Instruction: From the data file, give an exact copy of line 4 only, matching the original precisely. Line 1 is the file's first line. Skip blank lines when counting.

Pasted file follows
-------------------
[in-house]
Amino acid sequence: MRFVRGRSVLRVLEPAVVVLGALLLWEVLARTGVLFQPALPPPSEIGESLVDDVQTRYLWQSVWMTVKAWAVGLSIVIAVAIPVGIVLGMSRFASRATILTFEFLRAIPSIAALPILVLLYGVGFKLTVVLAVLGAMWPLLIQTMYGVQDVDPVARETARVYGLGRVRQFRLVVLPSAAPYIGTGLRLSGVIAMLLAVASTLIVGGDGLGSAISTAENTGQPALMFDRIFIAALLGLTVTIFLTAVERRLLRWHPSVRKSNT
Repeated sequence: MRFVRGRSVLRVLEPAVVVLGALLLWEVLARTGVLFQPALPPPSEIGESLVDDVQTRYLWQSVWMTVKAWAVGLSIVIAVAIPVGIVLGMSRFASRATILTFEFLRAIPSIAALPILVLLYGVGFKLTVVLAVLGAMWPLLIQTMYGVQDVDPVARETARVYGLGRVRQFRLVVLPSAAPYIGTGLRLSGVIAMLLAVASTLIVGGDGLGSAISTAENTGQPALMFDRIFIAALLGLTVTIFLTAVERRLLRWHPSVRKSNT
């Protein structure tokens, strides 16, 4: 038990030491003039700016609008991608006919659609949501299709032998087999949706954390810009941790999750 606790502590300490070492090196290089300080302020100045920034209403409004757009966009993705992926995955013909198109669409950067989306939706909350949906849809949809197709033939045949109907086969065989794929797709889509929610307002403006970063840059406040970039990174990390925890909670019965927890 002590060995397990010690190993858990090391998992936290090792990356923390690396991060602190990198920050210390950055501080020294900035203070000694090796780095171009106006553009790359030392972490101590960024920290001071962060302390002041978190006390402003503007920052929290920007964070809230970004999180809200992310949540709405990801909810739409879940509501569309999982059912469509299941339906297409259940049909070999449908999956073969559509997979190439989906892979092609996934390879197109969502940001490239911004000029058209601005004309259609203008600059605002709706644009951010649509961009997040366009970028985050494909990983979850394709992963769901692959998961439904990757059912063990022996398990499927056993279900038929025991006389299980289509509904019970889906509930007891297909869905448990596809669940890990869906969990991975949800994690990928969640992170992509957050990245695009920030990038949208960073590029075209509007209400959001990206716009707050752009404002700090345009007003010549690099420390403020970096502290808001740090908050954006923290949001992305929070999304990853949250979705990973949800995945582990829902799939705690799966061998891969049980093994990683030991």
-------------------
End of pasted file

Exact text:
């Protein structure tokens, strides 16, 4: 038990030491003039700016609008991608006919659609949501299709032998087999949706954390810009941790999750 606790502590300490070492090196290089300080302020100045920034209403409004757009966009993705992926995955013909198109669409950067989306939706909350949906849809949809197709033939045949109907086969065989794929797709889509929610307002403006970063840059406040970039990174990390925890909670019965927890 002590060995397990010690190993858990090391998992936290090792990356923390690396991060602190990198920050210390950055501080020294900035203070000694090796780095171009106006553009790359030392972490101590960024920290001071962060302390002041978190006390402003503007920052929290920007964070809230970004999180809200992310949540709405990801909810739409879940509501569309999982059912469509299941339906297409259940049909070999449908999956073969559509997979190439989906892979092609996934390879197109969502940001490239911004000029058209601005004309259609203008600059605002709706644009951010649509961009997040366009970028985050494909990983979850394709992963769901692959998961439904990757059912063990022996398990499927056993279900038929025991006389299980289509509904019970889906509930007891297909869905448990596809669940890990869906969990991975949800994690990928969640992170992509957050990245695009920030990038949208960073590029075209509007209400959001990206716009707050752009404002700090345009007003010549690099420390403020970096502290808001740090908050954006923290949001992305929070999304990853949250979705990973949800995945582990829902799939705690799966061998891969049980093994990683030991």